On the 2014 Lexus IS, the most impressive technology is adaptive cruise control priced at $500. That is not a backhanded compliment. Lexus is driving down the price of a tech option that combines convenience, safety, and a helping hand to inattentive drivers. Adaptive cruise control maintains a safe following distance from the car in front, never exceeding the pre-set cruise control speed, brakes as needed, and in a panic-braking situation simulataneously slows and alerts the driver to take over. At $2,000, ACC is helpful mostly to price-insensitive buyers who check every options box. At $500, adaptive cruise control belongs on every car used for long trips. The one thing Lexus can’t offer at this price is full-range ACC that operates all the way down to 0 mph; on the IS it works down to about 25 mph.
This is the third-generation Lexus IS and the first that’s a serious competitor to the BMW 3 Series, including at the track, the place where most drivers never set foot and the place where magazine reviews shape buying decisions. For daily driving, Lexus has covered virtually all the bases on technology, comfort, and handling. It is impossible to go wrong buying the Lexus IS 250 or Lexus IS 350. It is one of the very best cars in a segment — premium compact sport sedans — where there are no bad cars, from Audi, BMW, Cadillac, Infiniti, and Mercedes-Benz.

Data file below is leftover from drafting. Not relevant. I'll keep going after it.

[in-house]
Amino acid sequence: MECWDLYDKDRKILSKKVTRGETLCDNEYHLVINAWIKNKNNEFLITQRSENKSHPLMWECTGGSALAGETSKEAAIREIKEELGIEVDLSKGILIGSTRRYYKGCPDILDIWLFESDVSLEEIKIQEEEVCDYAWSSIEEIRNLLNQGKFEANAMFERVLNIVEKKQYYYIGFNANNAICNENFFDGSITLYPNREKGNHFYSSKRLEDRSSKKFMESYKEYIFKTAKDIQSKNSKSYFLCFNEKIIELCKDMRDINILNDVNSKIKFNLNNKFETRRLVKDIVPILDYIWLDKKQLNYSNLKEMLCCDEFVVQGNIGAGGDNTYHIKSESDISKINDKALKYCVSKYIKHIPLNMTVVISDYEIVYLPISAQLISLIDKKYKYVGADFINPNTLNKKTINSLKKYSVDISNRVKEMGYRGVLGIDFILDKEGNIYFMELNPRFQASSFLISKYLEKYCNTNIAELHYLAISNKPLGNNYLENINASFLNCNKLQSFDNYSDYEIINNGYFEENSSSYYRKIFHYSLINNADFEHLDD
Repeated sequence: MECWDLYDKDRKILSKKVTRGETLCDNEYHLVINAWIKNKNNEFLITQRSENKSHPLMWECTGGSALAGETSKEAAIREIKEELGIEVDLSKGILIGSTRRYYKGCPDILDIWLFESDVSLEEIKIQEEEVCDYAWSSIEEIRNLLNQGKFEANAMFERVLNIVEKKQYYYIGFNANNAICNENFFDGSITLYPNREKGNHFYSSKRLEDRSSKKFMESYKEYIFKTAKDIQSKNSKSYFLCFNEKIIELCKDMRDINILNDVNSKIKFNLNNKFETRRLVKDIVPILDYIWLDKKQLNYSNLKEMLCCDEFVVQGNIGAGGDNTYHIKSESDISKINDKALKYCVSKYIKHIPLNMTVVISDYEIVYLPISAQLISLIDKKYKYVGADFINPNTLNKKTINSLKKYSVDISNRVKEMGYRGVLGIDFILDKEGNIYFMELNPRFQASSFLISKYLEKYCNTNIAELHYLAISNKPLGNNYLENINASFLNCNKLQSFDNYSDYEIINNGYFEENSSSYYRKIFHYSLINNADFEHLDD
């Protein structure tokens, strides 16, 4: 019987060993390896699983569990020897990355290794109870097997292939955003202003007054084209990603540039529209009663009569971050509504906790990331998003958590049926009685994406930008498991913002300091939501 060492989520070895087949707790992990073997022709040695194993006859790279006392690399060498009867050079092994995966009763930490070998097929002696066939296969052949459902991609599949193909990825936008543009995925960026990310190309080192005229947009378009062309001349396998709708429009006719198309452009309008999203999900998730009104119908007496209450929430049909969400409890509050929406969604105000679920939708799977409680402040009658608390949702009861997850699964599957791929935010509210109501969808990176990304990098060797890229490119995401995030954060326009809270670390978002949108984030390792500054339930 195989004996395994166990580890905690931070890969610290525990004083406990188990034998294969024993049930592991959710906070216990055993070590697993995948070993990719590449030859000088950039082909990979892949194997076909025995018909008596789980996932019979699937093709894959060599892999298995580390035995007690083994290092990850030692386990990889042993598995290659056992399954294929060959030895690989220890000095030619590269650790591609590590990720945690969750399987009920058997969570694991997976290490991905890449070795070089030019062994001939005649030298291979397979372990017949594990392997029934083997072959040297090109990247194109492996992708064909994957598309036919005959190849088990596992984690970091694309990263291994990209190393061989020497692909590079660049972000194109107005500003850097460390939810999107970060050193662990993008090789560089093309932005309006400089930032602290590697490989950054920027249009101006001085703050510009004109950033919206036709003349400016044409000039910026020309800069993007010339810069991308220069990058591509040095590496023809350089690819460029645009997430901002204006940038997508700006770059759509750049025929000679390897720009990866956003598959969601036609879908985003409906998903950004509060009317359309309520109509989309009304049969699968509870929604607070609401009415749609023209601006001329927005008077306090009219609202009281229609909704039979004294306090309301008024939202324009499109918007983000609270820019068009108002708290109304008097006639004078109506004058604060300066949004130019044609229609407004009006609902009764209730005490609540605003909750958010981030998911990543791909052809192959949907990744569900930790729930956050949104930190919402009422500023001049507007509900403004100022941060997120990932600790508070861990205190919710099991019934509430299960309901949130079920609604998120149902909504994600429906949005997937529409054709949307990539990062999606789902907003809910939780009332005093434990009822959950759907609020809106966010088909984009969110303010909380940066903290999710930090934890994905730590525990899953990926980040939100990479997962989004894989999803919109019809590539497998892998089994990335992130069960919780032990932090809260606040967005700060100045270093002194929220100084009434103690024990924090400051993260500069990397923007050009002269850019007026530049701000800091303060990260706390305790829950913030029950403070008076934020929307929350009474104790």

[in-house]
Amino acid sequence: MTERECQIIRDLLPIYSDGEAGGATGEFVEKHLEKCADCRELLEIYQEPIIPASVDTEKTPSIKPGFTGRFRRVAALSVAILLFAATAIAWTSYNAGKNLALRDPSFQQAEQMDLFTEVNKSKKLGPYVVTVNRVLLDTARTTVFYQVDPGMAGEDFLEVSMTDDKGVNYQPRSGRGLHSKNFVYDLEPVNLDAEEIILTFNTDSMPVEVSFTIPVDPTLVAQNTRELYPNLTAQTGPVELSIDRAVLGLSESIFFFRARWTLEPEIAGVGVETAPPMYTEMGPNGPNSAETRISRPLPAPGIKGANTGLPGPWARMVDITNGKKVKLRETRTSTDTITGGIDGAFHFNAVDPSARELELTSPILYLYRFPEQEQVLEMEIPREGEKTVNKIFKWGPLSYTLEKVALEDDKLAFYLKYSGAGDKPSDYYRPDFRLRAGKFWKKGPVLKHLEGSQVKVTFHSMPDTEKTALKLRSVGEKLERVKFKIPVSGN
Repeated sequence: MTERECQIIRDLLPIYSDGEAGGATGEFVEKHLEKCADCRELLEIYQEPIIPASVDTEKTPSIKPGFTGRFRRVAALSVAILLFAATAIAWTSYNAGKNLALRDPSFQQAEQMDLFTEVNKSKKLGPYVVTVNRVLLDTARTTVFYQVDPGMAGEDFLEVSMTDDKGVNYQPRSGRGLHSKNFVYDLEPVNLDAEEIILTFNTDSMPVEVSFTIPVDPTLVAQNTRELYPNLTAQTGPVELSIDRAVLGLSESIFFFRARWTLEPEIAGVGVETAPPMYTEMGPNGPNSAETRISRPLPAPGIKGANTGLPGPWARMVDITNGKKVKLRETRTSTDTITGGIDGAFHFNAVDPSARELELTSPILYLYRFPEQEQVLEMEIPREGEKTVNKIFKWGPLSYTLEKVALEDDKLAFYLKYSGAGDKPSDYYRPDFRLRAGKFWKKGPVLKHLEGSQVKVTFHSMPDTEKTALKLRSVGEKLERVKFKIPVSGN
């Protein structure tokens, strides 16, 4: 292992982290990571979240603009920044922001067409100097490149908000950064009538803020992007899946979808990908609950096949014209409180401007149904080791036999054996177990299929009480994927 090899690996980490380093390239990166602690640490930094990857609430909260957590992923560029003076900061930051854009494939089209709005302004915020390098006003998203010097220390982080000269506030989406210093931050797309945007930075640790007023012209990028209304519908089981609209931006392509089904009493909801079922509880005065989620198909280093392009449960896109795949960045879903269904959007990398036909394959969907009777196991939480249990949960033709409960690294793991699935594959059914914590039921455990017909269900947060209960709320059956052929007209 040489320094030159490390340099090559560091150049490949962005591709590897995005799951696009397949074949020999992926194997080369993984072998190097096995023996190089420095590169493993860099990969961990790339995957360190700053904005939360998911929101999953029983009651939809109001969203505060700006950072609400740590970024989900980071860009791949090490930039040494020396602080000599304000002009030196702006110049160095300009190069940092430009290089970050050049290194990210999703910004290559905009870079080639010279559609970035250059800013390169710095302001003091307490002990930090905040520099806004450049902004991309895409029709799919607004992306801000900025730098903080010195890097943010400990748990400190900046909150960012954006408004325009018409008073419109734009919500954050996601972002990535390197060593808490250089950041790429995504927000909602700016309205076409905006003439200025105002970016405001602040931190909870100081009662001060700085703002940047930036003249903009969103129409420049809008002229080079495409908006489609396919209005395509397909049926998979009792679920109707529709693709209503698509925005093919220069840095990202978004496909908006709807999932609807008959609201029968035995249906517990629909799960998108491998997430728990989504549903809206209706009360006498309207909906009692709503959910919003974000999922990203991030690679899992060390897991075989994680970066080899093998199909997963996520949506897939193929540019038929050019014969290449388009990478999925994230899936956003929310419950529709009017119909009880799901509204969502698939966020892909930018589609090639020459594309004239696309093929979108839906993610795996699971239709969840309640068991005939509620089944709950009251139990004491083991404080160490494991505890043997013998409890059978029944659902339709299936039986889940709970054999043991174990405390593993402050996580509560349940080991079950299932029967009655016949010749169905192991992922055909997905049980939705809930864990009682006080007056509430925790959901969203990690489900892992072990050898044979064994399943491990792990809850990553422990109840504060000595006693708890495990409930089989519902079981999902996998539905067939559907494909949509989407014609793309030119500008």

Automakers are deploying sensors to protect you front, side, and rear when you’re about to change lanes intentionally (blind spot detection) or inadvertently (lane departure warning), when you’re parking (park distance control), and when you’re backing out of a parking space (cross traffic alert). Adaptive (sometimes active) cruise control is the most sophisticated feature in this circle of safety. ACC needs to work to a range of more than 100 yards (3-4 seconds at highway speeds), determine which car in front on a multi-lane road is in your lane, and deal with curves.
Adaptive cruise control is a convenience and a safety aid. It makes long trips less of a hassle. Hours into a daylong trip, your attention may wander, and ACC is better at noting if the distance to the car in front is slipping into unsafe territory. If the car ahead slows suddenly, not only does your car brake vigorously, but it will flash an alert, snug the seatbelts, and prepare for the possibility of a collision. The ACC system on the Lexus lacks only the ability to take you down to a full stop and then back up to speed. You’d want that if you lived in a big metro area with freeway traffic jams, or for the miles-long accident backup when you’re on vacation. Lexus offers that on its big Lexus LS sedan as part of packages costing $7,000-$10,000.
Adaptive cruise control was first offered on cars in 2006 at almost $3,000. Ford two years ago got partial ACC (no stop and go) to $995. Now Lexus halved that price. That’s a big step, on par with Nissan driving down on-board navigation to $595 with the 2013 Nissan Altima. When $2,000 technology falls to $500 or less, buyers are inclined to add it.